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Source: Hartford Courant

State Gets Good Grades For Climate Change Preparations

Connecticut gets A-minus rating on preparing for climate change, only B on coastal flooding

BY GREGORY B. HLADKY
CONTACT REPORTER

Posted: November 30, 2015
Originally Published: November 30, 2015

Connecticut is doing better than most other states in preparing for the potentially dangerous impacts of climate change, but must do more to deal with the threat of coastal flooding, according to a new report.

The study, entitled "States at Risk," lists Connecticut among the top five states in the nation that are taking "strong action to prepare for future risks" resulting from climate-related events such as heat waves, fires, droughts and floods.

Overall, the analysts from Climate Central and ICF International gave Connecticut an A-minus grade. The one area listed as a weakness involved the state's efforts to evaluate and prepare for the risks of coastal flooding along Long Island Sound. In that category, Connecticut only received a B in the report's rating system.

The study attempted to make a quantitative assessment of climate change preparations by all 50 states, and graded each state in five key areas: transportation, energy, water, health and communications. Each state was also evaluated on how it is preparing for different types of climate events, including extreme heat, drought, wildfires, inland flooding and coastal flooding.

Jessie Stratton, a top policy official with the state Department of Energy and Environmental Protection, said Connecticut officials are pleased with the overall ranking for this state, but don't agree with the lower grade on coastal flooding.

Extreme WeatherStratton said Connecticut has made major strides to deal with coastal flooding since it was hit by major storms — Hurricane Irene in 2011 and Superstorm Sandy in 2012. "I don't think [the authors of the new study] caught everything we've done," Stratton said.

More than 55,000 people in Connecticut live in areas that would be at risk during a once-in-100-years coastal flood, according to the report. That coastal flood area will grow larger by 2050, the study warned, putting another 30,000 state residents at risk.

California, Massachusetts, New York and Pennsylvania also received grades of A or A-minus. States receiving a failing grade under the report's rating system were Arkansas, Mississippi, Missouri, Nevada and Texas.

The study warned that the "most pervasive threat to the 48 states in the continental U.S. is that of extreme heat." Heat waves in this nation are expected to more than triple in frequency by 2050 in every state except Oregon, according to the report.

Climate Central is a nonprofit group of scientists and journalists focused on researching and reporting on the impacts of climate change, according to its website. ICF International is a for-profit environmental engineering and consulting firm hired to help with the States at Risk study.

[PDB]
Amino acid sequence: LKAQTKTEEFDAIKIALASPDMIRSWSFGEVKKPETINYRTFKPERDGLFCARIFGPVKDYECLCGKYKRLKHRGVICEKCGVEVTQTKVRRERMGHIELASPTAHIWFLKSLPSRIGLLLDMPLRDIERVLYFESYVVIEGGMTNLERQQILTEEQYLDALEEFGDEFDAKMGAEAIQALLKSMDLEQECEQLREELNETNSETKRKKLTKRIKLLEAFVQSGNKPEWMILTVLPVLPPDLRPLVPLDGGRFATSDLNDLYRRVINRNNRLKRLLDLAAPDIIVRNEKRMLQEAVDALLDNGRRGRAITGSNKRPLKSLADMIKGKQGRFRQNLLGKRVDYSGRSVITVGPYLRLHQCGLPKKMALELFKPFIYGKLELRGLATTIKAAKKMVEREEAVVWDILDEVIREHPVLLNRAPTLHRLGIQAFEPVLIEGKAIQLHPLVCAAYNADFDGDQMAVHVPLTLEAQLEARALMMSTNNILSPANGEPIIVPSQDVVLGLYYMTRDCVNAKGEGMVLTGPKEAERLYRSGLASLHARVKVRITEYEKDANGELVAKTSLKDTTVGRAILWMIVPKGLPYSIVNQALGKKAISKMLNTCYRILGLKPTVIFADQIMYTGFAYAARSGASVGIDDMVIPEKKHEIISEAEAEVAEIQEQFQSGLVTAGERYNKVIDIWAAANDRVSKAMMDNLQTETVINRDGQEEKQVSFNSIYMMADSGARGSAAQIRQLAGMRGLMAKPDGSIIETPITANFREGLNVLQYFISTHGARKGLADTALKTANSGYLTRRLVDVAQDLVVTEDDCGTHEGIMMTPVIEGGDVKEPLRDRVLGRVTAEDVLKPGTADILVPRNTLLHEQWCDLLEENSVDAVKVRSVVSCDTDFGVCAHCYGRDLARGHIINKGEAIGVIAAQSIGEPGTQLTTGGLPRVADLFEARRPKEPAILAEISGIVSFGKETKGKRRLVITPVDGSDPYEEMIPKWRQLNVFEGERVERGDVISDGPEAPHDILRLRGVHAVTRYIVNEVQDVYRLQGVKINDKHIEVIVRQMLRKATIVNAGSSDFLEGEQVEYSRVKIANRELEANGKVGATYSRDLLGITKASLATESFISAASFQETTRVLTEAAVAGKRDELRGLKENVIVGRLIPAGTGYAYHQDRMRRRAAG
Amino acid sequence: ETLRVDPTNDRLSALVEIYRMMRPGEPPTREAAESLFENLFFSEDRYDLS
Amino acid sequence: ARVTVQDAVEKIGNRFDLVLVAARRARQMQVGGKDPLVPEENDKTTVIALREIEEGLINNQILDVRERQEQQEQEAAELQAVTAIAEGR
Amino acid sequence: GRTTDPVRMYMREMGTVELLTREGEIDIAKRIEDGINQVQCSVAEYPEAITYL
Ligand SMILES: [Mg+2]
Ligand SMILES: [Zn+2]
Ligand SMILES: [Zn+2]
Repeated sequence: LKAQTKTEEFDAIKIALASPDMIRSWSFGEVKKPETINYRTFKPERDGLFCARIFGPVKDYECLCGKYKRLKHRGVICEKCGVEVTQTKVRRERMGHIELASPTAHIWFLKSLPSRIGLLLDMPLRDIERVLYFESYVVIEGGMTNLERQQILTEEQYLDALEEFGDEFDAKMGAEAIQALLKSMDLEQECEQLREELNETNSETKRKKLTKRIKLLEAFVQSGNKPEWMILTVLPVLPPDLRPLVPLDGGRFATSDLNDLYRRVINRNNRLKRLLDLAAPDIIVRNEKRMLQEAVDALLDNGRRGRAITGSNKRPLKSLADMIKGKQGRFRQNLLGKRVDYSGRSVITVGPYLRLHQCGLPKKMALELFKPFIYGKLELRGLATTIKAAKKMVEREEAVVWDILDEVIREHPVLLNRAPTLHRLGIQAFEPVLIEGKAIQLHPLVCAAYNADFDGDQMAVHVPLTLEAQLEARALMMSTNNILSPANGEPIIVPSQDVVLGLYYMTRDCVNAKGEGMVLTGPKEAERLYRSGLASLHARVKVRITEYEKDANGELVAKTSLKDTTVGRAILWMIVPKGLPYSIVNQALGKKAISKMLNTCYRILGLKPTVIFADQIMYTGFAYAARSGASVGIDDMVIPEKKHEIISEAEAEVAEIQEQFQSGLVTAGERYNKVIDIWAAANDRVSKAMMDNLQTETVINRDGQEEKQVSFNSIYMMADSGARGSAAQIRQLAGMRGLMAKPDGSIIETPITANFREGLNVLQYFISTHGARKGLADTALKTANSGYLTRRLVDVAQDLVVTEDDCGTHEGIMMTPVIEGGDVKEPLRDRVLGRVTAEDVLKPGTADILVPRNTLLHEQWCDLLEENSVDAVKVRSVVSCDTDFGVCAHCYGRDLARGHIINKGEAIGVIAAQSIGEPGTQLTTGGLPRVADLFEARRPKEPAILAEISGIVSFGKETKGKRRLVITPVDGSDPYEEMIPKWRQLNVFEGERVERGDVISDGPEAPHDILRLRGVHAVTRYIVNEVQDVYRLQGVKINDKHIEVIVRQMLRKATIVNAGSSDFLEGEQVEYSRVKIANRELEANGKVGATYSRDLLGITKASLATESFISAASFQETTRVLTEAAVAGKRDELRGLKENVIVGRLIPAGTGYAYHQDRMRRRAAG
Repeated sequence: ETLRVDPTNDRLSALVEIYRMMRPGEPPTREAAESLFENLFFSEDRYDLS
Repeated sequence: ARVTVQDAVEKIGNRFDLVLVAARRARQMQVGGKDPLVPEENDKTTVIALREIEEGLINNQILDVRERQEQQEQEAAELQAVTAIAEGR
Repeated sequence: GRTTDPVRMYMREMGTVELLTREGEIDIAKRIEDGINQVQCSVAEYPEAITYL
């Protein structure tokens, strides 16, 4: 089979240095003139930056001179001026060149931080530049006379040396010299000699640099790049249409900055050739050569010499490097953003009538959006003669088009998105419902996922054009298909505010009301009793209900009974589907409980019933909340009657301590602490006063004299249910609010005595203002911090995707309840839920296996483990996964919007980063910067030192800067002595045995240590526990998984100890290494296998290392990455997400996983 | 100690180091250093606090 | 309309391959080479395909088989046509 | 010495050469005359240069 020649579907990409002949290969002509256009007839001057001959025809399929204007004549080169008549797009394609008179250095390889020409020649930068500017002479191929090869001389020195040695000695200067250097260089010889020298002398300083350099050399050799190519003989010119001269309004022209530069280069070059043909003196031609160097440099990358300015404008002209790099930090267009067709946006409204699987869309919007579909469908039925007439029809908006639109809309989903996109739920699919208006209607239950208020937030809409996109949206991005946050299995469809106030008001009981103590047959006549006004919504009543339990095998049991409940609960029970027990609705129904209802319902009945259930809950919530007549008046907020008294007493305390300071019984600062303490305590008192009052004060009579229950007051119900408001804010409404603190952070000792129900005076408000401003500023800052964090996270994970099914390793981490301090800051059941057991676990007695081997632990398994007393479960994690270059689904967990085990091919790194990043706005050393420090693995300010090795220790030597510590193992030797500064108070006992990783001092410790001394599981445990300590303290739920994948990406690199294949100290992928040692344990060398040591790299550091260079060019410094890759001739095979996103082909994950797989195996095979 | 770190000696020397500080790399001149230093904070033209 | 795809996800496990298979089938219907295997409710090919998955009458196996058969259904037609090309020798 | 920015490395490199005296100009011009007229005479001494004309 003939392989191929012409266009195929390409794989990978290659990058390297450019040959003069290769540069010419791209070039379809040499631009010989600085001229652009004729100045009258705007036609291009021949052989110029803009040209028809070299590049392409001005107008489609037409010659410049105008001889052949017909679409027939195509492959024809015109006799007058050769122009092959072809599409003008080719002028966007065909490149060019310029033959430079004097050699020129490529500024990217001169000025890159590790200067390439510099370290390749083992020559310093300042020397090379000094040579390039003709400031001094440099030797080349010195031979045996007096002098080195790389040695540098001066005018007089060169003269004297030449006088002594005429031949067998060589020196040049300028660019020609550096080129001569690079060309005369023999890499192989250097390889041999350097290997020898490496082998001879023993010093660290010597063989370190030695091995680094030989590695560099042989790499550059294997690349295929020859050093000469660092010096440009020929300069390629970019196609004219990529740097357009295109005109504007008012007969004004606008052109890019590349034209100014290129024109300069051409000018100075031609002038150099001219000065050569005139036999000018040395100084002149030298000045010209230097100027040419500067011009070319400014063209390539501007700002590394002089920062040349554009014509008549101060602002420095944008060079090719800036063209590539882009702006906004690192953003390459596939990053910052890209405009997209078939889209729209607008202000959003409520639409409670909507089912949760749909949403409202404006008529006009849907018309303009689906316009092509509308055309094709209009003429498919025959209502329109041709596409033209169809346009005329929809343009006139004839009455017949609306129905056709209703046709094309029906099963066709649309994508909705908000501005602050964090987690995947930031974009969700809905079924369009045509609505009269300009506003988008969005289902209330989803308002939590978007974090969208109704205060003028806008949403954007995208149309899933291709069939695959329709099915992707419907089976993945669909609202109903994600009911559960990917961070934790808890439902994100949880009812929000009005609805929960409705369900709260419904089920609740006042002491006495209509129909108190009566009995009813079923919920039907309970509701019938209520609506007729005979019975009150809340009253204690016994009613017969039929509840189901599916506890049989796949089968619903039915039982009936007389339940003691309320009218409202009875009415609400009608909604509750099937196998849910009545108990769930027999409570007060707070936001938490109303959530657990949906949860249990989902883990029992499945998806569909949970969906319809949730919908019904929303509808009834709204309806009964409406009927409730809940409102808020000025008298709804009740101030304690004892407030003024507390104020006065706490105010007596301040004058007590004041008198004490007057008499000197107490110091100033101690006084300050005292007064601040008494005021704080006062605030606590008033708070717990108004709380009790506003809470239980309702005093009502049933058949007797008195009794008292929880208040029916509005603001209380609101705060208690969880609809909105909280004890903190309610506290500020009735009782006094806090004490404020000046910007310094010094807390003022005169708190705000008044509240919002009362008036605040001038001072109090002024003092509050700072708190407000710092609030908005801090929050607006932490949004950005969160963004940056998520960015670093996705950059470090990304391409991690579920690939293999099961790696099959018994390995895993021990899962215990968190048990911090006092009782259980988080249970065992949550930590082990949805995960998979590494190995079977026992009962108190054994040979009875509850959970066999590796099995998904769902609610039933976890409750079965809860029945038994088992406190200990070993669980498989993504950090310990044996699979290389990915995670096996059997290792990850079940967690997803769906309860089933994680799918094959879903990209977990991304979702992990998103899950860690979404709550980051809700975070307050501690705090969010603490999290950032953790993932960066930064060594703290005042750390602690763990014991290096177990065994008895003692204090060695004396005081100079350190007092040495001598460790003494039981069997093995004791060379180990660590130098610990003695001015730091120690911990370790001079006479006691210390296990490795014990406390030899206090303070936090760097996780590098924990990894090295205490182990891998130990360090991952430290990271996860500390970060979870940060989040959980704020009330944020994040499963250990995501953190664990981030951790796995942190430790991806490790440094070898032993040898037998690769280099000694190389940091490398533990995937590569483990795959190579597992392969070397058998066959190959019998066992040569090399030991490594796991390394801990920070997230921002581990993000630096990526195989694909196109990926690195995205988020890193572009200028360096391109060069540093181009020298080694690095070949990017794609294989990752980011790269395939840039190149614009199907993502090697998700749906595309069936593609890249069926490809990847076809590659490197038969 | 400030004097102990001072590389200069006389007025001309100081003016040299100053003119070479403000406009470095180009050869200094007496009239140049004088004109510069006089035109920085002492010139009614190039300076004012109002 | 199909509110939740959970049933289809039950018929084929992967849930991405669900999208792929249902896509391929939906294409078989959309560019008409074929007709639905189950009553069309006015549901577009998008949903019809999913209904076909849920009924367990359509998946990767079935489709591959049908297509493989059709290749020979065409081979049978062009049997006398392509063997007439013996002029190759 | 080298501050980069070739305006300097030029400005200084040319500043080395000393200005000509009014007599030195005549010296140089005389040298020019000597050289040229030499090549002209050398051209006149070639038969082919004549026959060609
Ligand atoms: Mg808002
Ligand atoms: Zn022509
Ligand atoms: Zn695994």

Connecticut was ranked one of the least at risk from extreme heat events. By 2050, the report projected, Connecticut is likely to see more than 10 days of "dangerous" heat waves each year.

"We are delighted by Connecticut's progress in comparison with its neighbors," said Louis Burch, a spokesman for the Citizens Campaign for the Environment. "But our state still has work to do."

"Connecticut needs to do some more coastal flooding vulnerability assessments" across all five of those critical categories, Burch said.


But Stratton defended the state's efforts to prepare for climate change along the shoreline. She said the "big glaring hole" in the States at Risk study was that "it doesn't even mention the Connecticut Institute for Resiliency and Climate Adaptation (CIRCA)."

The organization, located at the University of Connecticut's Avery Point campus in Groton, was created by Gov. Dannel P. Malloy's administration in 2014 using a combination of state and federal funding. The center is researching the best ways for the state and shoreline communities to adapt to climate change and protect key infrastructure and properties.

Stratton said the center's work "addresses a lot of what [the report] says are our weaknesses."

According to the States at Risk study, Connecticut hasn't done well in conducting coastal flooding vulnerability assessments for key areas such as energy, health and water supplies.

Stratton said more than half the cities and towns on the Long Island Sound's coast have already completed their vulnerability assessments, and that the rest are now working on risk evaluations.

The report does credit Connecticut for passing legislation requiring municipalities to consider the impact of sea level rise, erosion and coastal flooding. But Stratton said it failed to mention CIRCA's development of mathematical models to predict how the Sound's sea levels will rise in coming decades.

"The models appear to be accurate to about 2050," said Stratton, "but the uncertainty increases after 2030."

According to National Oceanic and Atmospheric Administration records, the sea levels along Connecticut's coast have risen by close to six inches since 1960. Local officials have repeatedly pointed out that low-lying coastal areas that rarely flooded in the past during significant storms are now routinely under water when big storms hit the Sound.

Karl Wagener, executive director of the state Council on Environmental Quality, agreed that a key reason why Connecticut is doing better than most states in terms of coastal flooding is because of CIRCA's work.